Bats range in size from ones tiny enough to sit comfortably upon a thumb nail to those with a wing span of 1 ½ metres and a weight of 1.6 kilos. They are the only mammals able to truly fly, angels excepted, and are famous for roosting upside down from their feet, viewing the world like happy drunks, a propensity make worse by their extremely poor vision. Using ultrasonic sound and the full capacity of their renowned hearing, they navigate the world, dining off insects, pollen, fruit small beasts and even one another. They are worth observing from a distance for they are enthusiastic harbingers of diseases, especially those best able to leap from animal to human. Most live in large colonies and are much given to hibernation, a habit that accounts for their exceptionally long lifespan – with one bat recorded to have lived 41 years.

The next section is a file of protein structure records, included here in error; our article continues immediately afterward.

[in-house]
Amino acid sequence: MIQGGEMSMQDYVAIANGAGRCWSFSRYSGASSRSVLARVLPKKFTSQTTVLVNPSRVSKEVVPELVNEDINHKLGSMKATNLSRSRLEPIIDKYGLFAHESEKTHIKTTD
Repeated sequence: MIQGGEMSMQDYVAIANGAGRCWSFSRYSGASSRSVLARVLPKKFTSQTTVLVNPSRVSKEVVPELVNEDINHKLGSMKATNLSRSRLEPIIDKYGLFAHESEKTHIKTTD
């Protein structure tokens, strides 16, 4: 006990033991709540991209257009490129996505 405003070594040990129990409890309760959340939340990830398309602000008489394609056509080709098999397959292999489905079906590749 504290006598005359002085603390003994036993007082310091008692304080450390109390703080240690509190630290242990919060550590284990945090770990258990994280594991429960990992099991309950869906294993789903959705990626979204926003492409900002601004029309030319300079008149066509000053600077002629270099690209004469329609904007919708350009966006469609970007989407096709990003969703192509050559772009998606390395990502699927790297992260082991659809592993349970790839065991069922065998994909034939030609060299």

Image: Public Domain.

Bat, False Vampire

The reassuringly named False Vampire or Megadermatidae Family is one of 10 bat families the occur in Sri Lanka, which together comprise twenty nine to thirty one bat varieties (depending on your criteria), only one of which is endemic. There are two bats in this little grouping (with 3 others elsewhere in the world), the family name coming from an incorrect folk belief that they enjoyed feasting on blood. Both are tiny – around 100 cm in length, but whilst the Ceylon False Vampire Bat (Megaderma Spasma Ceylonense) prefers to dine on insects (and very occasionally other bats), the Indian False Vampire Bat (Megaderma Lyra Lyra) is much more of a big meat eater devouring birds, and fish. The also differ in colour with the Ceylon variant having fur that is noticeably browner than the grey-blue fur of its Indian cousin.

Image of the Ceylon False Vampire Bat, courtsey of Paul Dunn.

Bat, Free-Tailed